The remaining integral
(13)
defines matrix elements of the transition between electronic states and induced by the dynamics of the nuclei. This means that in order to determine the functions one has to solve the coupled set of equations
(14)
In the adiabatic approximation it is assumed that i.e., there are no transitions between different electronic states, and the nuclear motion for each electronic state is determined by
(15)
This describes the motion of the nuclei in an effective potential
(16)
which is also called the potential energy surface (PES). Note that for each electronic states there is a unique PES associated with it, as indicated in Fig.??.
In practical calculations, one has to
 Fix nuclear coordinates and solve the electronic problem in Eq.7, obtaining and
 Solve Eq.15 with the effective potential
I.3 Electronic structure methods: an overview
In this part, we will take a look at fundamental approaches for the solution of the electronic problem commonly used in quantum chemistry. It is obvious that at this point we cannot give a fully detailed account of those methods and refer to standard textbooks (e.g., C.J. Kramer, “Essentials of Computational Chemistry”, 2nd Edition, Wiley, 2008) for an indepth discussion. The purpose of this part is instead to convey the basic ideas, introduce typically used terminology, and illustrate the strength and weaknesses for the various approaches.
What we seek are the solutions of the electron Schrödinger equation 7
(17)
where the are adiabatic wave functions of interacting electrons and the corresponding Hamiltonian is
(18)
One can clearly see that the electronic Hamiltonian comprises a sum of singleparticle Hamiltonians and a manybody Coulomb term The various approaches presented in the following essentially all differ in the approximations made to take this manybody interaction into account.
Noninteracting singleparticles
The simplest possible approximation that one can make is the limit of vanishing Coulomb interactions, or noninteracting singleparticles. In this case, the electronic Hamiltonian consists solely of the sum of singleparticle terms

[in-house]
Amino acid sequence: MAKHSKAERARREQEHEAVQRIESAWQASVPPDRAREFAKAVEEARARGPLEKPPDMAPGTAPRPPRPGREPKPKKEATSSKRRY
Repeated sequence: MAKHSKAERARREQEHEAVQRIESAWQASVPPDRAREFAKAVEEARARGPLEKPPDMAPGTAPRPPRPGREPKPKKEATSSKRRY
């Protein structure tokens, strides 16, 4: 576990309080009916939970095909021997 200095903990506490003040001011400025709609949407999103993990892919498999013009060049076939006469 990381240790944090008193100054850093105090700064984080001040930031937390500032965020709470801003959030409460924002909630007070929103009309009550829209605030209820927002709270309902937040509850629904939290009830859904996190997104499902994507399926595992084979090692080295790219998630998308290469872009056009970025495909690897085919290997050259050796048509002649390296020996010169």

(19)
and the corresponding electron wave function is simply a product of singleparticle functions
(20)
These singleparticle functions are solutions to the singleparticle Schrödinger equation
(21)
where is a singleparticle energy.
What we have now managed is to transform a single equation for (noninteracting) particles to equations of singleparticles, which are obviously much easier to treat. The total energy of the noninteracting particle system is given by
(22)
i.e., a sum of the respective singleparticle energies. Note that denotes a set of singleparticle quantumnumbers When forming the product function in Eq.20 one only has to take the Pauli exclusionprinciple into account.
One can easily form the configuration of minimal , i.e. the ground state energy by sorting all according to their value and the filling up each energy level starting from the bottom with two electrons of opposite spin, see Fig.??. The singleparticle function of the last filled energy level is called the highest occupied molecular orbital (HOMO), the one of the first empty level the lowest unoccupied molecular orbital (LUMO).
The beauty of this approach is that one can straightforwardly relate important quantities from the noninteracting singleparticle energies:

 electron removal
If we remove the electron, the energy of the electron system is(23)
The occupied singleparticle energies are therefore the negative of the respective ionization energy.
 electron addition
If we add an electron to the energy level, the energy of the electron system is(24)
The unoccupied singleparticle energies are therefore the negative of the respective electron affinities (though the definition of the sign may differ).